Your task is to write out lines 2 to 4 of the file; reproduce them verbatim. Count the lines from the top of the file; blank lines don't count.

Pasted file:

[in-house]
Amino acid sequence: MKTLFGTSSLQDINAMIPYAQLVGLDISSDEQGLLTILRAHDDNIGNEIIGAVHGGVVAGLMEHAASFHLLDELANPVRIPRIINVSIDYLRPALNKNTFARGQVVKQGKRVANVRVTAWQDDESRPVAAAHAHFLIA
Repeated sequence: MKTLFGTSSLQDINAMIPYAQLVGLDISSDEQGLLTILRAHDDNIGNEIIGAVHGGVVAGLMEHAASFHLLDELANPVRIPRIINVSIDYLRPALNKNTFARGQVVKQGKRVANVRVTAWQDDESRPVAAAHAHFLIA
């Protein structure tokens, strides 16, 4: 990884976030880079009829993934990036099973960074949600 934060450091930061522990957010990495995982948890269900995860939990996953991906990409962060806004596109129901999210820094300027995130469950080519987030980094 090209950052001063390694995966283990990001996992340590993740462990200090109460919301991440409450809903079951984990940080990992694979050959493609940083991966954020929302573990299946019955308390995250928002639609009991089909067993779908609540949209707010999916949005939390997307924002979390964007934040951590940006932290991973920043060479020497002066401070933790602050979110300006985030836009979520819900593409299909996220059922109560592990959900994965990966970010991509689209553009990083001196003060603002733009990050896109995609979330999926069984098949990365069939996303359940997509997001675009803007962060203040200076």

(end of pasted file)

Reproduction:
Amino acid sequence: MKTLFGTSSLQDINAMIPYAQLVGLDISSDEQGLLTILRAHDDNIGNEIIGAVHGGVVAGLMEHAASFHLLDELANPVRIPRIINVSIDYLRPALNKNTFARGQVVKQGKRVANVRVTAWQDDESRPVAAAHAHFLIA
Repeated sequence: MKTLFGTSSLQDINAMIPYAQLVGLDISSDEQGLLTILRAHDDNIGNEIIGAVHGGVVAGLMEHAASFHLLDELANPVRIPRIINVSIDYLRPALNKNTFARGQVVKQGKRVANVRVTAWQDDESRPVAAAHAHFLIA
């Protein structure tokens, strides 16, 4: 990884976030880079009829993934990036099973960074949600 934060450091930061522990957010990495995982948890269900995860939990996953991906990409962060806004596109129901999210820094300027995130469950080519987030980094 090209950052001063390694995966283990990001996992340590993740462990200090109460919301991440409450809903079951984990940080990992694979050959493609940083991966954020929302573990299946019955308390995250928002639609009991089909067993779908609540949209707010999916949005939390997307924002979390964007934040951590940006932290991973920043060479020497002066401070933790602050979110300006985030836009979520819900593409299909996220059922109560592990959900994965990966970010991509689209553009990083001196003060603002733009990050896109995609979330999926069984098949990365069939996303359940997509997001675009803007962060203040200076």